Was this scheme difficult to get off the ground?
K: Sometimes ideas like this don’t come to fruition, but we found that having a strong neighbourhood network really helped to bring it together. We had to build lots of relationships and trust via all the joint working we have been involved in locally.
There was a lot of work we had to do with the local community and markets to get it started. For example, we spread the word about the hub by advertising in village shops and parish noticeboards. The Farming Community Network, a voluntary organisation, welcomed the idea of the hub and helped to raise awareness of it.
Beyond spreading the word, IT systems have been an obstacle we had to overcome. At first, when farmer attended the hub and was seen by a district nurse, that didn’t used to be documented in our primary care record. Now we have our care coordinators involved, they can input all the data into our practice system EMIS, which ensures we can access shared records.
Are there any other challenges you’ve faced, or still face?
K: Because primary care services are so stretched and we don’t have all our job vacancies filled, it’s a challenge to deliver the service.
In an ideal world, we would be able to send a GP alongside a care coordinator, social prescriber and mental health practitioner. But we cannot spare any more professionals from the front line.
Providing the service relies on many staff working above and beyond. Rostering is a challenge, and often depends on the time of year and the number of markets there are a month.
What benefits has the rural health hub brought?
K: It has made a difference to those patients we find hard to reach, such as those who haven’t got time to come into the surgery for check-ups or appointments, or those that don’t prioritise their own health.
There was one patient, a farmer, we couldn’t easily persuade to come in for a blood pressure check. In the end, we asked them to go to the hub whilst at the market and within two weeks, we had obtained a blood pressure measurement.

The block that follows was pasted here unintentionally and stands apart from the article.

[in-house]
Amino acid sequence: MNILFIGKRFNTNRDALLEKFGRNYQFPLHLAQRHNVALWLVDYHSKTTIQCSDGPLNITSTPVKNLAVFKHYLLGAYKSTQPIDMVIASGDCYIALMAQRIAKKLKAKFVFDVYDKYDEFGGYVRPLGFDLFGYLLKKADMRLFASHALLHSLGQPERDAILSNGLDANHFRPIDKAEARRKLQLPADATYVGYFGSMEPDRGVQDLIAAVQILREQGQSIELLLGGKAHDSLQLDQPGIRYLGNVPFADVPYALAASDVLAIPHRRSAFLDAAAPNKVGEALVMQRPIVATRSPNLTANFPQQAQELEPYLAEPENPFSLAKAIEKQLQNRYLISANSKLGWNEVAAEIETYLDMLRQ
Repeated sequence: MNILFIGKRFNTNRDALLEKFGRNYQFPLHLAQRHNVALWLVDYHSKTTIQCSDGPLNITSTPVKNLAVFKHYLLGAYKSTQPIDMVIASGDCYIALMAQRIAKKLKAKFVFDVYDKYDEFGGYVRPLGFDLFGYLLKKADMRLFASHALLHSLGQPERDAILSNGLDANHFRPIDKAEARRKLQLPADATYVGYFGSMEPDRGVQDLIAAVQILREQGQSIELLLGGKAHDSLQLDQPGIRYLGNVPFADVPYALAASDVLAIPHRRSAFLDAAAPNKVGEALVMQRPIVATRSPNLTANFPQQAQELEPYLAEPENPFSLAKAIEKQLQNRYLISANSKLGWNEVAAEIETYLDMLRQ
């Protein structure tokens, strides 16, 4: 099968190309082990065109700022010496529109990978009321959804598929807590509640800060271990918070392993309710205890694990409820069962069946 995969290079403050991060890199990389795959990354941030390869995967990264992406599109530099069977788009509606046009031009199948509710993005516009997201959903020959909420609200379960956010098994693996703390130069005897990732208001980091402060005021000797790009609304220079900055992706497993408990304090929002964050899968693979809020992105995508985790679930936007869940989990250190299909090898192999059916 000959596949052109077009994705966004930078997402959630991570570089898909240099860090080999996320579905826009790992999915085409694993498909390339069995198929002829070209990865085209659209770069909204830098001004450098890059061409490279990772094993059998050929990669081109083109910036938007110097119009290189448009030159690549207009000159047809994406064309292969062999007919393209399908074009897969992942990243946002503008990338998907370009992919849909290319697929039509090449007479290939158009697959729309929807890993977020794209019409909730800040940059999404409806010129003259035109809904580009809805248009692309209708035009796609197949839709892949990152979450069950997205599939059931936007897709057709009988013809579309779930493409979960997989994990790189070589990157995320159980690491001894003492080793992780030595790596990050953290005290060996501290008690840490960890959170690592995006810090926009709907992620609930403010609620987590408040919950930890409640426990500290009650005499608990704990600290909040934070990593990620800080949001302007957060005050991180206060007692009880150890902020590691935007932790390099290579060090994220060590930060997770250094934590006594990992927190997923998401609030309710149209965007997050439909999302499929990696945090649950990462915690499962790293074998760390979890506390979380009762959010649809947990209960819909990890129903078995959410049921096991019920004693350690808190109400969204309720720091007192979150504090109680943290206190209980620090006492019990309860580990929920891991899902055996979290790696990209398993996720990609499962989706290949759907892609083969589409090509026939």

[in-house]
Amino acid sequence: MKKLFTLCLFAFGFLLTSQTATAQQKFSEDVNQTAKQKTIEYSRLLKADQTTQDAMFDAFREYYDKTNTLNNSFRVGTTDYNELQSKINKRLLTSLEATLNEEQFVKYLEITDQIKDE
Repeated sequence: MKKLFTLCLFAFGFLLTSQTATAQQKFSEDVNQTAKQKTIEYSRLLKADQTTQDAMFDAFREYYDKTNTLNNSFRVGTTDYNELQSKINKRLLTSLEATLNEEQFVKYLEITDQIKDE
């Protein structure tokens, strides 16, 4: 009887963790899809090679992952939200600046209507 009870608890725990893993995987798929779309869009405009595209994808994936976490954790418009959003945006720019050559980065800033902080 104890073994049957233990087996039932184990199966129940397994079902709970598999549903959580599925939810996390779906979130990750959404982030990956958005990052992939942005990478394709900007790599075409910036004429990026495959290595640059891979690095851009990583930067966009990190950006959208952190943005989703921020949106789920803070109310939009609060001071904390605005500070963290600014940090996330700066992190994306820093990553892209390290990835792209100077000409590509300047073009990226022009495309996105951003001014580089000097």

Lindsay Smith: Our QOF list shows us all the people who still need to come in for reviews and so forth towards the end of the year. It’s usually the farmers.
Since introducing the rural hub, the number of people who are usually on that list has dropped.
K: Everyone is also really proud of the service. We take ownership of it as a team. The practice was awarded an outstanding rating by the CQC last July. Its report noted the practice’s work with rural patients and said we took a ‘truly holistic approach’ to assessing, planning and delivering care and treatment to its patients.
L: This recognition from the CQC was a massive boost for staff. We feel we have always go above and beyond for our patients but being recognised for this work after what has been a really difficult few years was very welcome.
What advice would you to a rural practice looking to run a similar health hub?
K: We can’t employ all of the people needed to run this service on our own as a small practice. So, close working with our PCN and neighbourhood has been key for us. I think it’s important for practices considering doing something similar to think about working with other organisations to make it work.
It’s also crucial to look at internal systems and utilising our PCN additional roles. We have a birth month recall system that encompasses all our annual reviews, blood tests and medication reviews. Using our care coordinators to input into EMIS has ensured we have up to date records. Also, having a system in place to refer patients, where appropriate, to our PCN pharmacy team has been valuable. All of this has helped deliver care to our patients in a more efficient and effective way.